The Asian birth rate in New Zealand has climbed ahead of the European rate for the first time, according to a new report on maternity.
The Health Ministry yesterday published its latest annual report on maternity, when 62,321 women gave birth in 2012. This equates to a birth rate of 69 per 1000 females of reproductive age.
The report shows the Maori and Pacific birth rates remained by far the highest, at 102 and 106 births per 1000 females of reproductive age respectively. They had increased from 2003 then decreased from 2009 and 2007 respectively.
The Asian rate reached 62 per 1000 women aged 15 to 44 in 2012, ahead of the European and other group on 57, and well up on the Asian rate's low point of 45 between 2003 and 2008 when it began its significant rise.
In 2012, births to Asian women were 14 per cent of all births, compared with 6 per cent in 1999; European births were 48 per cent in 2012, down from 59 per cent; Maori were 25 per cent, up from 19 per cent; and Pacific were 11 per cent, up from 10 per cent.
An important factor thought to be driving the increased Asian birth rate is the maturing of the New Zealand Asian population's age structure, reflecting a relative increase in the proportion of those of child-bearing age at the expense of those of the typical student age group.
"The temporary visa population, particularly the student visa population, are now a major source of our permanent migrants as they complete their qualifications and get jobs here," said Massey University sociologist Professor Paul Spoonley.
His colleague Professor Natalie Jackson, a demographer, agreed.
"They become part of the population and are having children. It's quite a positive sign that they are not being shipped off home when they are finished studying."
Statistics NZ demographer Dr Robert Didham said the increased Asian birth rate reflected the changing composition of the Asian New Zealand population - "more New Zealand-born women of Asian ethnicities entering the child-bearing ages, more families forming in or settling in New Zealand, fewer tertiary students as a proportion of the female adult population."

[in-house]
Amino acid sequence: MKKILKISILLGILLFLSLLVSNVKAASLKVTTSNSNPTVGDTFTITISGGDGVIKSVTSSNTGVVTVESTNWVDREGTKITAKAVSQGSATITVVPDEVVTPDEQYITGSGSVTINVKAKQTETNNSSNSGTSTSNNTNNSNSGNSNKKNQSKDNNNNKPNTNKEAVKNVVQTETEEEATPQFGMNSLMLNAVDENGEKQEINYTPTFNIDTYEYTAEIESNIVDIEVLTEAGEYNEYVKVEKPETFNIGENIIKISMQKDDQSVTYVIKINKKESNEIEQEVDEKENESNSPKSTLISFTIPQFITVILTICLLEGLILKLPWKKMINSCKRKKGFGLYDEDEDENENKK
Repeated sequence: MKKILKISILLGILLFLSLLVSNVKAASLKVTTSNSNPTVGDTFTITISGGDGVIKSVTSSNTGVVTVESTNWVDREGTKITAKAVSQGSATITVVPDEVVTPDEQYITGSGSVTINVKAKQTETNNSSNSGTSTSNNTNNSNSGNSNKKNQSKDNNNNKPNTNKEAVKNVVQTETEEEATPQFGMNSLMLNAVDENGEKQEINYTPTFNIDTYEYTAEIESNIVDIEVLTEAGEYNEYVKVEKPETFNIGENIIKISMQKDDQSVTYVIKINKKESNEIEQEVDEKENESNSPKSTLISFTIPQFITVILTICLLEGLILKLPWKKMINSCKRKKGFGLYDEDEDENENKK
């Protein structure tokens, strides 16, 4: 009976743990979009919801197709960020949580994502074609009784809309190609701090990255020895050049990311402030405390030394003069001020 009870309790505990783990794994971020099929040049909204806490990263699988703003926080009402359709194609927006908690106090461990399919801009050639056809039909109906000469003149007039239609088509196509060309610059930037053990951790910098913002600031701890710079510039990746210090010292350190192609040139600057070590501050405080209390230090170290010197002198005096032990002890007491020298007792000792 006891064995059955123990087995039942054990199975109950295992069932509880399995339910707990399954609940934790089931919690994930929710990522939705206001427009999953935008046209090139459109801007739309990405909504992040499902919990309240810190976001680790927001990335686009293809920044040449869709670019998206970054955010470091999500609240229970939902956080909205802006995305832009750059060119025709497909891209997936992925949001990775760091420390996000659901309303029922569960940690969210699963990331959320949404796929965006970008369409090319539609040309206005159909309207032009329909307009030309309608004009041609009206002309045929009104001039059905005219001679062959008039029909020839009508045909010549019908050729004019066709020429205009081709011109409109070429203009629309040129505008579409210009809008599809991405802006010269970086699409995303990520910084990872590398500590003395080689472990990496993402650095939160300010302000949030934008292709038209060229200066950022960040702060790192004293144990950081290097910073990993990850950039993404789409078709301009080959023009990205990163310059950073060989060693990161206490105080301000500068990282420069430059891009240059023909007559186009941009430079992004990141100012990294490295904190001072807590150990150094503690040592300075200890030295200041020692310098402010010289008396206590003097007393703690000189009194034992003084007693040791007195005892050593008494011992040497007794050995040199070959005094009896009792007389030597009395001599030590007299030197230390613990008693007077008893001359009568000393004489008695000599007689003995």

Waikato University demographer Emeritus Professor Ian Pool said another important factor was the changing composition of New Zealand's Asian population, particularly the increase of Filipinos.
They tended to be of reproductive age and the migrants came from an area of higher fertility.
'More kids is fun': migrant
Eva Chen has done more than average to lift the Asian birth rate in New Zealand.
The 35-year-old Taiwanese migrant, whose husband is from Shanghai in China, has four children aged 11 months to 9 years.
"Most of us just want to have one or two; three will be the maximum they think they can handle.
I like to have four because I come from a big family. More kids is fun," said Mrs Chen, who came to New Zealand in 1997 as a student.
She is now the chief executive of the Wellbeing Charitable Trust Board Chinese Family Service, which helps Chinese immigrants adapt to New Zealand ways of parenting.
"We provide workshops for Chinese families so they know how Kiwi parents raise their babies. There's quite a lot of differences that make the mums anxious because most are first-time mums without parents around.
"We tell them that both ways are okay, you just have to find a balance in between that will help reduce the nervousness and worry. There's a lot of post-natal depression because of that."
She said deciding how long to breastfeed was a problem for some. The New Zealand health system's strong advocacy of exclusive breastfeeding could come into conflict with a traditional Chinese view that breast milk "has no use" after a baby has reached six months of age.
"We advise to breastfeed as long as they can, because everyone is different."